Outside of the claims of abuse forwarded by both parties to the matter; the claim of defamation must be bolstered by an allegation of harm suffered. In Mr Depp’s case, the harm so suffered was loss of opportunity in his career as a result of the allegations; most notably the loss of the Pirates franchise which Mr Depp had been with since its inception.
In closing arguments, Miss Heard’s team finally raised the Constitutional issue which would, if proven, assist her case. In the closing address Miss Heard’s legal team addressed the jury and presented the argument that; since Miss Heard was being truthful in her Op Ed, she was thereby protected by the first amendment. This argument was objected to by Mr Depp’s team. Ultimately, Miss Heard’s team closed their arguments by asserting that any decision contrary to Miss Heard’s account of events would be dismissive to all survivors of domestic abuse. Alternatively, Mr Depp’s legal team produced the statement, “the case for Mr Depp has never been about money. It’s about Mr Depp’s Reputation.”
When the jury returned, they found in favour of Mr Depp’s claims on the balance of probabilities. Consequently, he was awarded $10 million in compensatory damages and $2 million in punitive damages. which are capped in the State of Virginia at $350,000.
Conversely, Miss Heard was awarded $2 million in damages for remarks made by Depp’s lawyer regarding Heard’s alleged behaviour relating to a possible crime scene.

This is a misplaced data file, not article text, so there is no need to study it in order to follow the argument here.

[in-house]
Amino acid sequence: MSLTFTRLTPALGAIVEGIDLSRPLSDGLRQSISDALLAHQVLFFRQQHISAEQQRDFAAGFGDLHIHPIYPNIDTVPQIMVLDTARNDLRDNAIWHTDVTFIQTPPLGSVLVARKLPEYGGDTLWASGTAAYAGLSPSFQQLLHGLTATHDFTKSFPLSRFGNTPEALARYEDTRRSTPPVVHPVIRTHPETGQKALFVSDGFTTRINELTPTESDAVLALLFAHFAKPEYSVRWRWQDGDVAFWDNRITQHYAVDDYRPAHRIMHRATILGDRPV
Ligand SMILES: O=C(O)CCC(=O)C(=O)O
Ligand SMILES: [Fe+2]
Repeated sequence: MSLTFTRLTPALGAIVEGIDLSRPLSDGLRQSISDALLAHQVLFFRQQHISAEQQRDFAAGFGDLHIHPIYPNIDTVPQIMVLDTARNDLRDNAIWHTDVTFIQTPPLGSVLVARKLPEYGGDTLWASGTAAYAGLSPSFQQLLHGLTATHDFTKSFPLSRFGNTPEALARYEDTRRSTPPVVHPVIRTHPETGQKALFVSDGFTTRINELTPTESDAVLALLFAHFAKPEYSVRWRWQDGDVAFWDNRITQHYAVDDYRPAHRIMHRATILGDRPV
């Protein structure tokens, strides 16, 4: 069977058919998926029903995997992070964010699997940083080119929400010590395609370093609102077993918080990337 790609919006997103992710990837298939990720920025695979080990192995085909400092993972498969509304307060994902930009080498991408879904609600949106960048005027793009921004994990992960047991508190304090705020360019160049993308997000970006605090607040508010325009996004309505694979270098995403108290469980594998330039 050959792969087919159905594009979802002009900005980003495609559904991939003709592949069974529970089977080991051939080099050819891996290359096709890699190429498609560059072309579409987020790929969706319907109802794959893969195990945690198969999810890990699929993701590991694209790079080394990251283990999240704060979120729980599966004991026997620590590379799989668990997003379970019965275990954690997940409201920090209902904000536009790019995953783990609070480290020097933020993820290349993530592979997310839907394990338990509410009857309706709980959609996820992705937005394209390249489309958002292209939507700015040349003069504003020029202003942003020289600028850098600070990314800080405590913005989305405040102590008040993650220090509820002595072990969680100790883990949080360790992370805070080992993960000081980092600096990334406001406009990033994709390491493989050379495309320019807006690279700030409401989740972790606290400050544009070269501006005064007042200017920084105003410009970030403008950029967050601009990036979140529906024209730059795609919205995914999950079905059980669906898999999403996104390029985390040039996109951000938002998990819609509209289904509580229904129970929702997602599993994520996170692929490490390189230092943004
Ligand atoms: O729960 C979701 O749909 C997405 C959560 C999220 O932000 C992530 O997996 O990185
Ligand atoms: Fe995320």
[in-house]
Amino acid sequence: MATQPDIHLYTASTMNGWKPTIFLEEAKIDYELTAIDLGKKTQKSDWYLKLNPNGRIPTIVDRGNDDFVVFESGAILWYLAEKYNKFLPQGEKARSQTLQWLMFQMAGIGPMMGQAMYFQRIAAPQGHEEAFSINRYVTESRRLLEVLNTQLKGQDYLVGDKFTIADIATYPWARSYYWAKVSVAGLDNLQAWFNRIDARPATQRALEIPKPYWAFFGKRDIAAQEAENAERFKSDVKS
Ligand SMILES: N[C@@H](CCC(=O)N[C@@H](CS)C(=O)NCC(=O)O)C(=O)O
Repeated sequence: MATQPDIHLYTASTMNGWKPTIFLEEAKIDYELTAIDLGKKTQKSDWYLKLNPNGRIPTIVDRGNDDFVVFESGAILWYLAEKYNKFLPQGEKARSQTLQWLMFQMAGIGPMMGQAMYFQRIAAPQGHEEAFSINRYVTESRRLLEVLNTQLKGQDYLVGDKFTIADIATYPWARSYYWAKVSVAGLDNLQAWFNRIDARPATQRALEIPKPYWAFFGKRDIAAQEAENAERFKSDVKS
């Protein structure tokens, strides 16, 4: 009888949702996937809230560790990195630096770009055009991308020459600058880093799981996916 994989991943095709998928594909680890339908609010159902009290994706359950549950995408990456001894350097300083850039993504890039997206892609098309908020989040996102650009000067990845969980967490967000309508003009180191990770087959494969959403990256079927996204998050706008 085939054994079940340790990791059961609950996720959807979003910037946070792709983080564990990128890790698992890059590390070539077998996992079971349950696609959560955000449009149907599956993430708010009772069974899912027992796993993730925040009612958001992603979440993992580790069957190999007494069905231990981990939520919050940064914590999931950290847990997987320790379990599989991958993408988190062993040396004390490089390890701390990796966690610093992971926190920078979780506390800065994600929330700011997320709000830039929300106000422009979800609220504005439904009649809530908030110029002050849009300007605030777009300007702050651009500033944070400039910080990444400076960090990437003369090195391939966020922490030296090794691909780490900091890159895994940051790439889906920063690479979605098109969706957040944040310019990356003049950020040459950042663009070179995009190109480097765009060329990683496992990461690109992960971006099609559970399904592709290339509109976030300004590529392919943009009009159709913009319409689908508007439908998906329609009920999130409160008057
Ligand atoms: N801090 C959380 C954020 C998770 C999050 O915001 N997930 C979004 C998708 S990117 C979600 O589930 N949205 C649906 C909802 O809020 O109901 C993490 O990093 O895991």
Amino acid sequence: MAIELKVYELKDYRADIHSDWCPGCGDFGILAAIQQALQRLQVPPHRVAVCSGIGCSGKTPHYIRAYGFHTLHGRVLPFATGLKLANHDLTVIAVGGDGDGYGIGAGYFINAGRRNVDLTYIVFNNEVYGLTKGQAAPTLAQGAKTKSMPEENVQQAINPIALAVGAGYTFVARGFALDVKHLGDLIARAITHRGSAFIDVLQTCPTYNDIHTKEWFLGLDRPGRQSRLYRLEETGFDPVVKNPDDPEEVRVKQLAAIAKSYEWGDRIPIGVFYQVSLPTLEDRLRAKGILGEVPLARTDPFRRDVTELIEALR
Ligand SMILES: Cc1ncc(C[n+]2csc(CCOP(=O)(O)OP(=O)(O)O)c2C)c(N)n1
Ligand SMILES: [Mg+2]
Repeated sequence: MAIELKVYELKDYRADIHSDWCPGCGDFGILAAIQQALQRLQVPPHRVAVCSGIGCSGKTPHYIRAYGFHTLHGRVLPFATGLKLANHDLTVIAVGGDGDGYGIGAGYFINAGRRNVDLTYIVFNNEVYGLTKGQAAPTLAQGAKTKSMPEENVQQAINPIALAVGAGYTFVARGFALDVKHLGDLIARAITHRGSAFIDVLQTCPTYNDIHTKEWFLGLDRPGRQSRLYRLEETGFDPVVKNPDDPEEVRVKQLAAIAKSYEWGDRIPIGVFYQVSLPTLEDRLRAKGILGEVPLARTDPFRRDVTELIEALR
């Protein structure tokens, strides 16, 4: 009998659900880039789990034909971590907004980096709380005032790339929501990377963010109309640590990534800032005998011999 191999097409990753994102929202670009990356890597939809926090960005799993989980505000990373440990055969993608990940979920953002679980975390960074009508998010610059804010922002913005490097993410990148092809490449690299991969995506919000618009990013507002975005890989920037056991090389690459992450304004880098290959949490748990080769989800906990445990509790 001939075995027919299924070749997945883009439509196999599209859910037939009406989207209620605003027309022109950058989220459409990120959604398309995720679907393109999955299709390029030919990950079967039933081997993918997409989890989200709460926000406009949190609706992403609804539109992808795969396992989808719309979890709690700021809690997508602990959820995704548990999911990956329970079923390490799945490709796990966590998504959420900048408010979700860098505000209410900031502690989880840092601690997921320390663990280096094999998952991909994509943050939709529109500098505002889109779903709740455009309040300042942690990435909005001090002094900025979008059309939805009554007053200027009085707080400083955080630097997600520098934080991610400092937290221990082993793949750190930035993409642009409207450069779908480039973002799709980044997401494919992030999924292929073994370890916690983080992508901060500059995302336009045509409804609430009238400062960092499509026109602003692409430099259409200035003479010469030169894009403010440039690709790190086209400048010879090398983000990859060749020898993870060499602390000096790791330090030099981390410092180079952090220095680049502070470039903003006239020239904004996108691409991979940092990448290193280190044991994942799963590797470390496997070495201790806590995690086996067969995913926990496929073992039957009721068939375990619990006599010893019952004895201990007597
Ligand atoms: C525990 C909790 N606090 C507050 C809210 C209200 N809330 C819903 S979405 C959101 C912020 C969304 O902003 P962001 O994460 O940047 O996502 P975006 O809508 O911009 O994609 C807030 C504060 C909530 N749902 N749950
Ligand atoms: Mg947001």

Ultimately, Mr Depp is entitled to recover 8.35 million from Miss Heard subtracting the amount owed by Mr Depp to Miss Heard. This matter has served to shine a light on the complexities of defamatory hearings, especially concerning public figures.
Amongst the fame and fanfare of the Depp v Heard trial, it is important to remember that matters like this are not uncommon before domestic courts. While the media attention afforded to the Depp v Heard trial is unmatched, such cases are commonplace, within our legal system. In Australia defamation laws vary slightly State to State, however, the elements required to prove defamation are largely uniform. In the simplest of terms, defamation is a communication from one party to another, of information that is damaging to the reputation of the third party who, from the communication may be easily identified. The NSW Civil Trials Bench Book offers a broader and authoritative guide to defamation laws in Australia.
Running parallel to the Depp v Heard matter is the high profile Australian matter of Ben Roberts Smith VC. The Former SASR solider and the most decorated member Australia’s Defence Force is currently undertaking his own claim of defamation. The action was brought by Mr Roberts-Smith against three newspapers over the publication of allegations that he was responsible for the perpetration of war crimes while serving in Afghanistan. This matter is ongoing and, while it may not be as topical or as publicised as the Depp trial. It is a matter which is likely to shape the understanding of Defamation in Australia and an opportunity for the Federal Court to provide analysis and guidance on the subject.